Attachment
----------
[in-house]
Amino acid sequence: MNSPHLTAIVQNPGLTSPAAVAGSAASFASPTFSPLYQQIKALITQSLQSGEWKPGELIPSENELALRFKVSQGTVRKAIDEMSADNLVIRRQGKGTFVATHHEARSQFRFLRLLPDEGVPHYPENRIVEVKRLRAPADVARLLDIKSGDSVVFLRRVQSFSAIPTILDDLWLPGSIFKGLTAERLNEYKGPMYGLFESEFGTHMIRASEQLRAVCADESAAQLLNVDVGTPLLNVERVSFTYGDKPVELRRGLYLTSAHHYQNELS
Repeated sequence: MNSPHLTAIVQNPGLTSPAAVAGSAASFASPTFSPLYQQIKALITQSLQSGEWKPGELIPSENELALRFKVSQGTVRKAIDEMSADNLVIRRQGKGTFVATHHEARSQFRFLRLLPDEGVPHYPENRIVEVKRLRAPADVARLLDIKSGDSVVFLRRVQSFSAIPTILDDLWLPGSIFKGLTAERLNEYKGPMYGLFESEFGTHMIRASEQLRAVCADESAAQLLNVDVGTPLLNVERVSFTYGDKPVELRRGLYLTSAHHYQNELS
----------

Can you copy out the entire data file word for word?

[in-house]
Amino acid sequence: MNSPHLTAIVQNPGLTSPAAVAGSAASFASPTFSPLYQQIKALITQSLQSGEWKPGELIPSENELALRFKVSQGTVRKAIDEMSADNLVIRRQGKGTFVATHHEARSQFRFLRLLPDEGVPHYPENRIVEVKRLRAPADVARLLDIKSGDSVVFLRRVQSFSAIPTILDDLWLPGSIFKGLTAERLNEYKGPMYGLFESEFGTHMIRASEQLRAVCADESAAQLLNVDVGTPLLNVERVSFTYGDKPVELRRGLYLTSAHHYQNELS
Repeated sequence: MNSPHLTAIVQNPGLTSPAAVAGSAASFASPTFSPLYQQIKALITQSLQSGEWKPGELIPSENELALRFKVSQGTVRKAIDEMSADNLVIRRQGKGTFVATHHEARSQFRFLRLLPDEGVPHYPENRIVEVKRLRAPADVARLLDIKSGDSVVFLRRVQSFSAIPTILDDLWLPGSIFKGLTAERLNEYKGPMYGLFESEFGTHMIRASEQLRAVCADESAAQLLNVDVGTPLLNVERVSFTYGDKPVELRRGLYLTSAHHYQNELS